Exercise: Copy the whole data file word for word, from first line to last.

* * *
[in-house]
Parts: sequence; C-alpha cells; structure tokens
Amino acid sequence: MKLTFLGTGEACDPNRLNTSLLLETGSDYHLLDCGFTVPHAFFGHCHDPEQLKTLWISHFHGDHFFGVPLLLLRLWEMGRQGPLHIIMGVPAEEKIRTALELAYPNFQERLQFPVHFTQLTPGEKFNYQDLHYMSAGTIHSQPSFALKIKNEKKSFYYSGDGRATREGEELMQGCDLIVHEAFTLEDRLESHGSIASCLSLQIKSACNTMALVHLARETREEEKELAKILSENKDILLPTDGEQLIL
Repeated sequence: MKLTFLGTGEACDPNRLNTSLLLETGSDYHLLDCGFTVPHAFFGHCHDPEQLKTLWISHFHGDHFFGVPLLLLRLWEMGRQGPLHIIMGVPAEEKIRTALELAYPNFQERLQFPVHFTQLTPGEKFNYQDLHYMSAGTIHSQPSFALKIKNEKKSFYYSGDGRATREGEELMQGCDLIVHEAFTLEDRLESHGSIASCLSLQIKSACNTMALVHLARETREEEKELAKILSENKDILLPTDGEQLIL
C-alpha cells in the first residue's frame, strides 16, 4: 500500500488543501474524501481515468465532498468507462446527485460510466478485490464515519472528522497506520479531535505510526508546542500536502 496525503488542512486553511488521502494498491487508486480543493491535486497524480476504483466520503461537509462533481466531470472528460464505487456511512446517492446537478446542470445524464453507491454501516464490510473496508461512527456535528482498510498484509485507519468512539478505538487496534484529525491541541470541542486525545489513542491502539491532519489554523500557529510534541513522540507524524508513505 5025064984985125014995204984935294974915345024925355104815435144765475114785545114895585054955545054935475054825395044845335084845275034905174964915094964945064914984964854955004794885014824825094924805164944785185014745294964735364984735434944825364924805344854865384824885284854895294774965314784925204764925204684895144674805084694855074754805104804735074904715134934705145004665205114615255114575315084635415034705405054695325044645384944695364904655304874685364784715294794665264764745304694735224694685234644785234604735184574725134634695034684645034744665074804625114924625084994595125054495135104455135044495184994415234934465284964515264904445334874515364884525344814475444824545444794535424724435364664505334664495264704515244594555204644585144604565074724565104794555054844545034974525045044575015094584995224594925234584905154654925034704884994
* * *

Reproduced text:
[in-house]
Parts: sequence; C-alpha cells; structure tokens
Amino acid sequence: MKLTFLGTGEACDPNRLNTSLLLETGSDYHLLDCGFTVPHAFFGHCHDPEQLKTLWISHFHGDHFFGVPLLLLRLWEMGRQGPLHIIMGVPAEEKIRTALELAYPNFQERLQFPVHFTQLTPGEKFNYQDLHYMSAGTIHSQPSFALKIKNEKKSFYYSGDGRATREGEELMQGCDLIVHEAFTLEDRLESHGSIASCLSLQIKSACNTMALVHLARETREEEKELAKILSENKDILLPTDGEQLIL
Repeated sequence: MKLTFLGTGEACDPNRLNTSLLLETGSDYHLLDCGFTVPHAFFGHCHDPEQLKTLWISHFHGDHFFGVPLLLLRLWEMGRQGPLHIIMGVPAEEKIRTALELAYPNFQERLQFPVHFTQLTPGEKFNYQDLHYMSAGTIHSQPSFALKIKNEKKSFYYSGDGRATREGEELMQGCDLIVHEAFTLEDRLESHGSIASCLSLQIKSACNTMALVHLARETREEEKELAKILSENKDILLPTDGEQLIL
C-alpha cells in the first residue's frame, strides 16, 4: 500500500488543501474524501481515468465532498468507462446527485460510466478485490464515519472528522497506520479531535505510526508546542500536502 496525503488542512486553511488521502494498491487508486480543493491535486497524480476504483466520503461537509462533481466531470472528460464505487456511512446517492446537478446542470445524464453507491454501516464490510473496508461512527456535528482498510498484509485507519468512539478505538487496534484529525491541541470541542486525545489513542491502539491532519489554523500557529510534541513522540507524524508513505 5025064984985125014995204984935294974915345024925355104815435144765475114785545114895585054955545054935475054825395044845335084845275034905174964915094964945064914984964854955004794885014824825094924805164944785185014745294964735364984735434944825364924805344854865384824885284854895294774965314784925204764925204684895144674805084694855074754805104804735074904715134934705145004665205114615255114575315084635415034705405054695325044645384944695364904655304874685364784715294794665264764745304694735224694685234644785234604735184574725134634695034684645034744665074804625114924625084994595125054495135104455135044495184994415234934465284964515264904445334874515364884525344814475444824545444794535424724435364664505334664495264704515244594555204644585144604565074724565104794555054844545034974525045044575015094584995224594925234584905154654925034704884994